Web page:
Often, this occurs through therapy (often with medication), support systems, inching forward through small successes that help your self-esteem grow, meditation, reading, and…finding others like yourself.
I have faith in you. You’re reading this because you’re curious and it takes curiosity to live a happier, more fulfilling life because you want to change it.
So what happened to me after 9th grade? I suffered through another year as I entered high school but then something wonderful happened. I found myself. I learned that I didn’t have to fit into their group; I found my own. Kids who, like me, were creative types and where it was ok to be off the beaten track. I had an art teacher that believed in me and who opened the door to the idea that I could be an artist.
In two weeks, I will- at my ripe older age– have my first solo exhibition of my oil paintings. I’ve been making art since I was 18 and have shown my pieces all these years. But this is another first for me.
Back to high school: I found kids who, like me, were musical, and I formed a few musical groups during those years. Finding my own way led me to lifelong friendships with people who, like me, continued to be involved with music at some level. After high school and earning a degree in Art Education, I learned in my last year that teaching wasn’t for me, so I spent two years studying painting at Wayne State University in Detroit. I then realized that, with my early history and all the pain that went with that, I wanted to help others, so I returned to school to become a psychotherapist via my MSW degree.
And that led to my work in the ADHD world and the publication of two books on the topic. In 6th grade (or 11th, for that matter), I never would have believed it.
Perhaps I should write another blog post about how I fell into becoming an ADHD specialist and expert. Yes, I think I’ll do that, as this is already such a long read.
What is my message? That our early (and current) hurts can be our launching pad for using our gifts, our strengths, our inner resources, to open up a pathway for finding what we can do and do well. We all have that within us, and it may take some therapy and loads of self-reflection and support systems to allow ourselves to let that light shine in.
When will you make that leap?
Please share your personal story! Drop a comment below in the comment section.
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What? You Haven’t Read This Yet?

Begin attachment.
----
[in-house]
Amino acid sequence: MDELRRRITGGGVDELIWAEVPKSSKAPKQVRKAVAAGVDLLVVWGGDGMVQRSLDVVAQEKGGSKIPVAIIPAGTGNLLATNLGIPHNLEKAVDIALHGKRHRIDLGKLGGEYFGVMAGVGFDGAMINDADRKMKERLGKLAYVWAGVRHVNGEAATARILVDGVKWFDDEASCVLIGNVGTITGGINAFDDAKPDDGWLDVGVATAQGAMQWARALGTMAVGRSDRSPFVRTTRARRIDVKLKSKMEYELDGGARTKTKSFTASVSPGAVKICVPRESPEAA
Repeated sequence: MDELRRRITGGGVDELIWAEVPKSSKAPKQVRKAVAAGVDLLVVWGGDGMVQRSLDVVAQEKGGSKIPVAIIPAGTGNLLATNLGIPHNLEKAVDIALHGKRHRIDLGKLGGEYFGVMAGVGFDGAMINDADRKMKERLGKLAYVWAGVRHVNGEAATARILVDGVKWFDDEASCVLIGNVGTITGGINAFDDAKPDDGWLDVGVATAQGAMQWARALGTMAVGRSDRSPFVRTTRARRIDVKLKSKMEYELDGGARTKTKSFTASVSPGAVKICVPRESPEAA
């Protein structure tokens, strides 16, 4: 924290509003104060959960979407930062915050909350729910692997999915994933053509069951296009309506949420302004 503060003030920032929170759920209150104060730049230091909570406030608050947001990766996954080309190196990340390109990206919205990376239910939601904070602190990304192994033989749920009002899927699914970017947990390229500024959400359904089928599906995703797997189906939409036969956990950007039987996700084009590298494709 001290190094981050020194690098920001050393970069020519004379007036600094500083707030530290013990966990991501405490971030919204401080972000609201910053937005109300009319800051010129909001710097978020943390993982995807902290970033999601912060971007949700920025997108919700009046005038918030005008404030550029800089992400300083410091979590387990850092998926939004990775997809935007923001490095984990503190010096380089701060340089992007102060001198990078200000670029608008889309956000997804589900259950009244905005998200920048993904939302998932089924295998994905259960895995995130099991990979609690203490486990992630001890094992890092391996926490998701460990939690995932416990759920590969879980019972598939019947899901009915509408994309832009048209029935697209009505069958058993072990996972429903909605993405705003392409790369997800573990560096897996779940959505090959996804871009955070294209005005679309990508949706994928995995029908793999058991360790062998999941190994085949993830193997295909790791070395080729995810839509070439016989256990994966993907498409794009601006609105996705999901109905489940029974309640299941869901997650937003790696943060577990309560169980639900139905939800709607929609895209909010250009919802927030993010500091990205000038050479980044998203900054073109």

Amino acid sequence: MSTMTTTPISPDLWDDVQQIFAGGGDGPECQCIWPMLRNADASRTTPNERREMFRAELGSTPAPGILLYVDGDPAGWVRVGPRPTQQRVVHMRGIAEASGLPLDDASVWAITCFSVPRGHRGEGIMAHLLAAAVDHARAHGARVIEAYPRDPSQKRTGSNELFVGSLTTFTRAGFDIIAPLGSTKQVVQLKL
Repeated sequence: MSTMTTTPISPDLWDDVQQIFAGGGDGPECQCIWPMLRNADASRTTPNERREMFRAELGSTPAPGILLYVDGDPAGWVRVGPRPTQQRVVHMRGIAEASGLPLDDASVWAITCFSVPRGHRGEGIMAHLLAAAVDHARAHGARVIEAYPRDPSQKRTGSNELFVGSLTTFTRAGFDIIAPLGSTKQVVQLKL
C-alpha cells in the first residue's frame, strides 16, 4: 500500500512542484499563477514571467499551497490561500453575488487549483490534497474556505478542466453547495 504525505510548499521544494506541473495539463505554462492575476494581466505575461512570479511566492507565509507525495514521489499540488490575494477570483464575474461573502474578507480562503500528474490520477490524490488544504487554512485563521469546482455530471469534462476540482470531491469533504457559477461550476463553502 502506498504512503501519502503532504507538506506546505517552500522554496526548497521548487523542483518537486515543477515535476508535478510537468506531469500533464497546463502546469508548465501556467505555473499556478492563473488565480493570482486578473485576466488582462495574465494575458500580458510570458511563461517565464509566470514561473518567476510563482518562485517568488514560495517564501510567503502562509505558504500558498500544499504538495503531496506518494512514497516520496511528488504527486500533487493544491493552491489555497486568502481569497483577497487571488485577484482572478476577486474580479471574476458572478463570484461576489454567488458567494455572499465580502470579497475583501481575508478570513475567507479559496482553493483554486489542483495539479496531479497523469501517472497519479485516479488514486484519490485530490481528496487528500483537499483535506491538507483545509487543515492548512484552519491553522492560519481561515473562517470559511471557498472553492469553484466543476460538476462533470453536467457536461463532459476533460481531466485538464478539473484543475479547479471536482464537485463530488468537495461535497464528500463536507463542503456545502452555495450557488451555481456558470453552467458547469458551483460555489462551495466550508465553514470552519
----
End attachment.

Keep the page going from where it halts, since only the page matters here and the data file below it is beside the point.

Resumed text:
By Terry Matlen, LMSW (that’s me!)
I always forget to mention my book as one I really really feel should be in your home library. I cover all kinds of topics related to women with ADHD:
- How to manage clutter
- Dealing with hormones
- Moms with ADHD
- …..and lots more!
Meet Me at My Art Show!
Are you in the Detroit area? Come to my art opening
April 28 5-7pm EST. The show runs until June 1.
I’d love to meet you!
And visit my artist website at www.TerryMatlenArt.com
MY NEW ADHD DIRECTORY: NOW OPEN!
** ADHD PROFESSIONALS: SCROLL DOWN FOR
I get a lot of emails and guess what the #1 question I get is:
Where can I find a professional in my area who can help me?
Hop over to www.GetADHDhelp.com and find help in your area. I will be adding new listings daily.
Some of the top ADHD experts have already joined and you can, too. You’ll be in good company with Dr. Ned Hallowell, Sari Solden, Dr. John Ratey, Dr. Thomas E. Brown, Dr. Ari Tucker, Dr. Ellen Littman, Linda Anderson, Dr. Sharon Saline, Linda Roggli, Laurie Dupar, Alan Brown, Jeff Copper, Rene’ Brooks, and more.
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Let’s work together to help you get back on track (or get started on your journey!). I provide short-term sessions offering psycho-educational information, resources, support, and mini-coaching to help you get started- whether you’re looking to find someone to evaluate you or if you’ve been struggling your whole life and are ready to get unstuck, I can help.
I get it. Because I have ADHD, too, and over 25 years of experience working with adults with ADHD.
(I have a limited number of slots available; if you don’t see a time that works for you, email me at terry@ADDconsults.com).
The Queens of Distraction
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Then join me and your fellow Queens of Distraction online in a private, secret room where we Get Things Done. We “get” it and are here to help you.